He talked about the socialistic model of economy that India followed right from Independence with the attendant license-permit raj which continued the heritage of the British control over Indian industry. But post 1991, liberalization set in and brought in its wake many changes. But even today, infrastructure is still a hurdle because of inadequate government action. Education is still under government control with not much freedom to innovate.
Another problem afflicting Indian economy is corruption and rent-seeking. He said that even foreign MNCs do not find it easy in India. But he also talked about the silver lining in the Indian scenario—the success stories of the movie industry and the IT industry which are relatively free of government interference.
He finished off by exhorting the youth to drop the fetters and break the chains. He said that what India needs is:
Ø Less government
Ø Less bureaucracy, and
Ø More corporate innovation.
Dr. S.Devarajan, Sr.VP-Production Engineering, TVS Motor Company.
His focus was on the Automobile sector. He commenced by stating that the growth of a nation depends on mobility and the auto sector is vital for this growth. He traced the origin of the growth of the auto sector to 30 years back when Maruti was set up as a joint venture.
He said that the following is important for industry to survive and compete successfully:
Ø Quality of product
Ø Quality of manufacturing
Ø Quality of service.
He emphasized the importance of strengthening the base of the company through quality. He said completing an MBA is not the completion of education but the starting.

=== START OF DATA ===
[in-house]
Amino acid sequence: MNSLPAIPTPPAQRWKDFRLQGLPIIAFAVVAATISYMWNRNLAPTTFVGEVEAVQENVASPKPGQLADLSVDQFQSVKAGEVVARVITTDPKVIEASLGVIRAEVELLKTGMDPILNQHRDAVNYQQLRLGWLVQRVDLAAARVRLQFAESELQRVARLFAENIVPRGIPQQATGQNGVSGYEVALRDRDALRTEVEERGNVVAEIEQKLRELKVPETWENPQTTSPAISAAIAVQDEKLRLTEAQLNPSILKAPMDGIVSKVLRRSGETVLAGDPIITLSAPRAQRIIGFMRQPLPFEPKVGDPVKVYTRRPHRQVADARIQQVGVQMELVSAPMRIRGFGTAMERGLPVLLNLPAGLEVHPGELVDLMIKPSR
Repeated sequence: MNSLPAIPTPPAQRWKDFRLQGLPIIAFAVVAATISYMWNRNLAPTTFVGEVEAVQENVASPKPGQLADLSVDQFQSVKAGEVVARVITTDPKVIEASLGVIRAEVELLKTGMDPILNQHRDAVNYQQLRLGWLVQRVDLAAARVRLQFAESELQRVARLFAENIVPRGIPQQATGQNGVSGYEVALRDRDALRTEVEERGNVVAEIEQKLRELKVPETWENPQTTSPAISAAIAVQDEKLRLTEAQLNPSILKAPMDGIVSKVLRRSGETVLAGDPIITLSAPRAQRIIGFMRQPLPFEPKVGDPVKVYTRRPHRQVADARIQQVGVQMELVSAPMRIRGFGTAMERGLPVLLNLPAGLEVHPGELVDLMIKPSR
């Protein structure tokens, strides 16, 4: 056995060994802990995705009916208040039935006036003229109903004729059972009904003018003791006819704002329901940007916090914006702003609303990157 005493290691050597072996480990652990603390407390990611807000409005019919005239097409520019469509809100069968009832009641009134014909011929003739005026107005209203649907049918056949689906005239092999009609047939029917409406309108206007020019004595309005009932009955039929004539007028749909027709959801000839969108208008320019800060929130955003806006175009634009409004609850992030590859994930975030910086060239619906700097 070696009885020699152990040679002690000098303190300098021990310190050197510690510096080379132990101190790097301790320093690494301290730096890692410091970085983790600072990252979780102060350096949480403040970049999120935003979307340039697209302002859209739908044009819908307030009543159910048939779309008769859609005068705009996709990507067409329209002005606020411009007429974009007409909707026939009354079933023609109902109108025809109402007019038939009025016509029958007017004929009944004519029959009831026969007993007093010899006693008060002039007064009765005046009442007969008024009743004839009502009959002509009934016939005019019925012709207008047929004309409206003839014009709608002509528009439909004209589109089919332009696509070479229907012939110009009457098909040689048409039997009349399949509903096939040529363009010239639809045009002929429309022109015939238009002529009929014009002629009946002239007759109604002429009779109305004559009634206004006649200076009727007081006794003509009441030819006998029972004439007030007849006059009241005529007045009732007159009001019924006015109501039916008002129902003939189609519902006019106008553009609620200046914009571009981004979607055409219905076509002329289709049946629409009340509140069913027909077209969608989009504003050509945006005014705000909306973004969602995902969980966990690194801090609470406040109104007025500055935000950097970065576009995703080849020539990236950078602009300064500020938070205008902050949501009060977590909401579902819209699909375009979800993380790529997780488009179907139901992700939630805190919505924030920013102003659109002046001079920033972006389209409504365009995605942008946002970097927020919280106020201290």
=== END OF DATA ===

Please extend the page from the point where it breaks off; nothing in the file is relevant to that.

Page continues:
He stated that to compete successfully, companies must eliminate waste to reduce cost ,as 85% of cost of manufacturing is material cost. To achieve this, companies must use techniques such as 6-sigma, Lean Manufacturing, TPM, TQM etc. Companies must improve efficiency.
He also talked about Logistics as an important element in managing competition and that it was also important to make products reach the customer faster and cheaper.
He mentioned the following 7 parameters as important in the current global scenario:
3. Delivery on time(earlier the accepted norm to develop a new product was 36 months but now that period has come down to 6 months)
5. Energy conservation
He said that one must look at hurdles as opportunities. He also gave an interesting suggestion about work-life balance and said that maximum of 80% time should be in work and at least 20% time should be reserved for personal life issues.